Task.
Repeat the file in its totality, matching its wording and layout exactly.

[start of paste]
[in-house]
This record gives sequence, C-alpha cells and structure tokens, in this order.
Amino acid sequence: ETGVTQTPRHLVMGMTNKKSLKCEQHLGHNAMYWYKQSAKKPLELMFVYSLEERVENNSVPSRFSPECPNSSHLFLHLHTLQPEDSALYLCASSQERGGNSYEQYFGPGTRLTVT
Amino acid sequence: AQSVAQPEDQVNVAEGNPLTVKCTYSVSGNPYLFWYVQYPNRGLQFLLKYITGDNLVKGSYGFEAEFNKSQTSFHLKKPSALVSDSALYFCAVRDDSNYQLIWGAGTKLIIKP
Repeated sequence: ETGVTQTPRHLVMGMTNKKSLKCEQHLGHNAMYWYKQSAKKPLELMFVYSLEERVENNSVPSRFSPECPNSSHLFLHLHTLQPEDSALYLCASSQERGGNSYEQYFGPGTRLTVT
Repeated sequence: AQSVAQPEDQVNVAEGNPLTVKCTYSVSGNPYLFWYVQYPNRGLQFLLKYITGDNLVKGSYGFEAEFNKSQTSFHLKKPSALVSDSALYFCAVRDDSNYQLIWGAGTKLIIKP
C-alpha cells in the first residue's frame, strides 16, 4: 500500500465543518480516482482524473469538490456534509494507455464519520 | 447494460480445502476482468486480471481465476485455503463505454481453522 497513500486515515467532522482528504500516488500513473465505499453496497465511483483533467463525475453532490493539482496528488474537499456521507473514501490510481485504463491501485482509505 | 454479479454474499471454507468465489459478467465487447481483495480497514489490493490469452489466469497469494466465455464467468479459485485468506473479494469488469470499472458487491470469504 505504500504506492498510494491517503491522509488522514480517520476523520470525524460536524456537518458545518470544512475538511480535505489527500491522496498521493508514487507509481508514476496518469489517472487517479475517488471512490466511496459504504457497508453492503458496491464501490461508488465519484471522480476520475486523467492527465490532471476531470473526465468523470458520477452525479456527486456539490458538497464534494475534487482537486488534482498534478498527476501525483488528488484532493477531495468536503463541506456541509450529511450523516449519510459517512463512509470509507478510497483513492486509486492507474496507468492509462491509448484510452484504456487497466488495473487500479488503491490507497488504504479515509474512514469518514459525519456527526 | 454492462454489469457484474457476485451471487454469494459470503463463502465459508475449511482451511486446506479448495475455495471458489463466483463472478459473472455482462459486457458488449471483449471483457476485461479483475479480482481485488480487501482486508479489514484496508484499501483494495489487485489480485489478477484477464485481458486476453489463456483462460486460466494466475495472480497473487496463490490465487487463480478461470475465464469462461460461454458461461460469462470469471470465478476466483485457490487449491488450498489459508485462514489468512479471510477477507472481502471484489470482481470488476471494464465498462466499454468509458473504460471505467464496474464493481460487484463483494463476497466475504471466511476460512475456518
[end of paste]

[in-house]
This record gives sequence, C-alpha cells and structure tokens, in this order.
Amino acid sequence: ETGVTQTPRHLVMGMTNKKSLKCEQHLGHNAMYWYKQSAKKPLELMFVYSLEERVENNSVPSRFSPECPNSSHLFLHLHTLQPEDSALYLCASSQERGGNSYEQYFGPGTRLTVT
Amino acid sequence: AQSVAQPEDQVNVAEGNPLTVKCTYSVSGNPYLFWYVQYPNRGLQFLLKYITGDNLVKGSYGFEAEFNKSQTSFHLKKPSALVSDSALYFCAVRDDSNYQLIWGAGTKLIIKP
Repeated sequence: ETGVTQTPRHLVMGMTNKKSLKCEQHLGHNAMYWYKQSAKKPLELMFVYSLEERVENNSVPSRFSPECPNSSHLFLHLHTLQPEDSALYLCASSQERGGNSYEQYFGPGTRLTVT
Repeated sequence: AQSVAQPEDQVNVAEGNPLTVKCTYSVSGNPYLFWYVQYPNRGLQFLLKYITGDNLVKGSYGFEAEFNKSQTSFHLKKPSALVSDSALYFCAVRDDSNYQLIWGAGTKLIIKP
C-alpha cells in the first residue's frame, strides 16, 4: 500500500465543518480516482482524473469538490456534509494507455464519520 | 447494460480445502476482468486480471481465476485455503463505454481453522 497513500486515515467532522482528504500516488500513473465505499453496497465511483483533467463525475453532490493539482496528488474537499456521507473514501490510481485504463491501485482509505 | 454479479454474499471454507468465489459478467465487447481483495480497514489490493490469452489466469497469494466465455464467468479459485485468506473479494469488469470499472458487491470469504 505504500504506492498510494491517503491522509488522514480517520476523520470525524460536524456537518458545518470544512475538511480535505489527500491522496498521493508514487507509481508514476496518469489517472487517479475517488471512490466511496459504504457497508453492503458496491464501490461508488465519484471522480476520475486523467492527465490532471476531470473526465468523470458520477452525479456527486456539490458538497464534494475534487482537486488534482498534478498527476501525483488528488484532493477531495468536503463541506456541509450529511450523516449519510459517512463512509470509507478510497483513492486509486492507474496507468492509462491509448484510452484504456487497466488495473487500479488503491490507497488504504479515509474512514469518514459525519456527526 | 454492462454489469457484474457476485451471487454469494459470503463463502465459508475449511482451511486446506479448495475455495471458489463466483463472478459473472455482462459486457458488449471483449471483457476485461479483475479480482481485488480487501482486508479489514484496508484499501483494495489487485489480485489478477484477464485481458486476453489463456483462460486460466494466475495472480497473487496463490490465487487463480478461470475465464469462461460461454458461461460469462470469471470465478476466483485457490487449491488450498489459508485462514489468512479471510477477507472481502471484489470482481470488476471494464465498462466499454468509458473504460471505467464496474464493481460487484463483494463476497466475504471466511476460512475456518